It’s safe to assume that tonight's much-anticipated showdown featuring #8 North Carolina at #1 Duke (ESPN, 9 p.m. ET) is going to be played at a very fast pace.
North Carolina entered the new week ranked #6 nationally in adjusted pace (points per possession adjusted for opponents), according to college basketball statistical website kenpom.com. Duke ranked #18. With 353 measured teams, both are top 5%. Players should be flying up and down the court all night in a virtual track meet.
Many novice bettors assume that a very fast game like that must be “an automatic Over” in terms of the total. It’s going be run-and-gun. “Oddsmakers can’t make the number high enough!”
The problem is…the market KNOWS which teams are the fast and slow ones …and posts an estimate based on that knowledge. In fact, this season, the market has been overestimating scoring sums for games involving these teams…
- Duke: 7-16 to the Under
- North Carolina: 12-13 to the Under
Nobody’s making money betting the Blue Devils and Tar Heels Over this season. The five fastest teams according to kenpom.com entering the week (Florida International, Eastern Kentucky, Savannah State, Citadel, and Buffalo) are just 60-55-5 to the Over this season. Betting Over is a slight money loser there because of the 10% vigorish on lost bets (55 losses becomes 60.5 losses in real money terms).
People new to betting, both on the front lines at sports books and in the media, have a tendency to assume “fast” means “Over” and “slow” means “Under” in basketball handicapping. Same thing to a degree in football, though they might talk about two great quarterbacks playing an Over, or two stingy defenses forcing an Under.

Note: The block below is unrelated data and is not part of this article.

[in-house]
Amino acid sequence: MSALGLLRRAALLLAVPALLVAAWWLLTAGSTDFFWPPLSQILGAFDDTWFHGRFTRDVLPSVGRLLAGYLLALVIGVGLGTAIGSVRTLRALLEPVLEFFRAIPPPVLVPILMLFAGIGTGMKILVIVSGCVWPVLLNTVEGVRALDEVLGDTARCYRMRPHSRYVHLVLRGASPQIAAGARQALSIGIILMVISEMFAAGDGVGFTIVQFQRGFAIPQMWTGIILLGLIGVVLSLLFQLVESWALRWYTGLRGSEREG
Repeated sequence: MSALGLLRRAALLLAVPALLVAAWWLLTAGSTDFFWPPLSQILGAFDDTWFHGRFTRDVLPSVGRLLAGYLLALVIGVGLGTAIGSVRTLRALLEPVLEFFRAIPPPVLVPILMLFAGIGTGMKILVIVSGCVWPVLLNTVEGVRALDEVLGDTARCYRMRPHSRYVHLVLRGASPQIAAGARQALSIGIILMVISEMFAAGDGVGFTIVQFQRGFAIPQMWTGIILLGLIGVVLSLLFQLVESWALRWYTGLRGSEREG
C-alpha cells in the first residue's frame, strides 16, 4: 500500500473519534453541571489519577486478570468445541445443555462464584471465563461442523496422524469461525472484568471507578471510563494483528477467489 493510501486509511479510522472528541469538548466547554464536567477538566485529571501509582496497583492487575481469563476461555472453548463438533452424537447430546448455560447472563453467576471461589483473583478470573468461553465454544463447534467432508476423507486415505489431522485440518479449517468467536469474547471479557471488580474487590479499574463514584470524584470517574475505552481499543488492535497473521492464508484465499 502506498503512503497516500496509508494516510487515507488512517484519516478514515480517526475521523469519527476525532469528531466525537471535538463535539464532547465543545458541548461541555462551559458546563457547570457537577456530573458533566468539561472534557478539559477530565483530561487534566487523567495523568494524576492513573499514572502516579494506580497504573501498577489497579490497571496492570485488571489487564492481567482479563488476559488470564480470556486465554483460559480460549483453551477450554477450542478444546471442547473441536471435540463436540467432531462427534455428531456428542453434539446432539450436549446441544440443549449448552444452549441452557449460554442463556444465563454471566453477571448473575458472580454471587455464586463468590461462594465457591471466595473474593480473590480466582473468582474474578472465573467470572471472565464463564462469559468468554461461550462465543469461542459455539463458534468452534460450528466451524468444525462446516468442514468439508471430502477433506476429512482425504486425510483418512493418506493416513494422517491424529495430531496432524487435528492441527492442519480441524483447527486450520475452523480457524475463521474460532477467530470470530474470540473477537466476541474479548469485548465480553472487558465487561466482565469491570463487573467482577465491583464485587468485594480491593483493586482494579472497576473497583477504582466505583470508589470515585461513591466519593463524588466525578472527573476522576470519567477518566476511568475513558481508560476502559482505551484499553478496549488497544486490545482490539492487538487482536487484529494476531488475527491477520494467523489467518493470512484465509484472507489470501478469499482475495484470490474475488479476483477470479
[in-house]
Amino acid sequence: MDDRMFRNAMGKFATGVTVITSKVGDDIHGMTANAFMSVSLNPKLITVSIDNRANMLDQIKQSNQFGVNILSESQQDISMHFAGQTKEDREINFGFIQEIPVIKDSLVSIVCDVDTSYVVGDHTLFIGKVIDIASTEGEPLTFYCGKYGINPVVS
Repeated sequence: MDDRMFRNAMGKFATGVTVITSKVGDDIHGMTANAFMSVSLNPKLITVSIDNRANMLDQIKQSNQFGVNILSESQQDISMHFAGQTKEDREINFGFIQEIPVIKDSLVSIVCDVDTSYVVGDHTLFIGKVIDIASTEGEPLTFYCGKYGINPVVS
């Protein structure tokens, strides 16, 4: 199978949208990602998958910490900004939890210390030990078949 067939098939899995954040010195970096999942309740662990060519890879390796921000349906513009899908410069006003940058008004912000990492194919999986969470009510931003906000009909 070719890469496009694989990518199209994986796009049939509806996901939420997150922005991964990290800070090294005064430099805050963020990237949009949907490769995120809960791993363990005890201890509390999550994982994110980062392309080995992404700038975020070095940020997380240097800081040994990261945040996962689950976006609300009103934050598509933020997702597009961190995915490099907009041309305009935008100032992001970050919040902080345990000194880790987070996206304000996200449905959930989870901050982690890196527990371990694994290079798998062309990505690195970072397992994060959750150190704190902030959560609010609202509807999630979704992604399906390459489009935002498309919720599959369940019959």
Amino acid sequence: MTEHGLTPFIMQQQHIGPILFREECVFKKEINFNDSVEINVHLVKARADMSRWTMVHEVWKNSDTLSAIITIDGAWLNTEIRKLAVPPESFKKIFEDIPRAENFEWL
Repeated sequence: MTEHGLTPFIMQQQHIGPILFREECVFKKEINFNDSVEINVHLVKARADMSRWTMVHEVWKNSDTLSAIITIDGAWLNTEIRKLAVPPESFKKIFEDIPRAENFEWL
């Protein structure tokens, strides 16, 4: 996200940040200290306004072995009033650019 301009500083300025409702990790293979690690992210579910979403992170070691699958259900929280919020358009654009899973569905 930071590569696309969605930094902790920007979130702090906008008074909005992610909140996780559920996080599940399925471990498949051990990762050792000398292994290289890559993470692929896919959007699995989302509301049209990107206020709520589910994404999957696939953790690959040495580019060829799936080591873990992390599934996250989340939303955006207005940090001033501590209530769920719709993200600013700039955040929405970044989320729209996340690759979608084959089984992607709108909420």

The market isn’t blind! Even if oddsmakers were blind, smart money would pound the lines to the right place in short order. Oddsmakers are aware of pace (or are copying their numbers from sites that are aware of pace).
Sharps have more advanced methods for pinning down a number, and will fix early errors with their money. By the time YOU get to the window, something simple like “best fast teams to go Over” isn’t likely to work more often than random chance.
If you’re going to make a case for the Over, you have to see something about one or both teams that isn’t already being accounted for in the number. Maybe one team’s bench plays horrible defense, and you believe they’re going to be forced into more minutes in a frantic affair. Maybe you know one of the referees has a “fast whistle” history which will create more dead-ball points.
Bettors will be confronted with daily “extreme” types of games in the tournaments. Many top contenders are skewing fast (North Carolina, Duke, Kansas, LSU) or slow (Virginia, Michigan, Wisconsin, Virginia Tech); with several more closer to one end of the spectrum or the other. It’s a good habit to develop NOW. Know pace tendencies, but think deeper than pace to make Over/Under bets.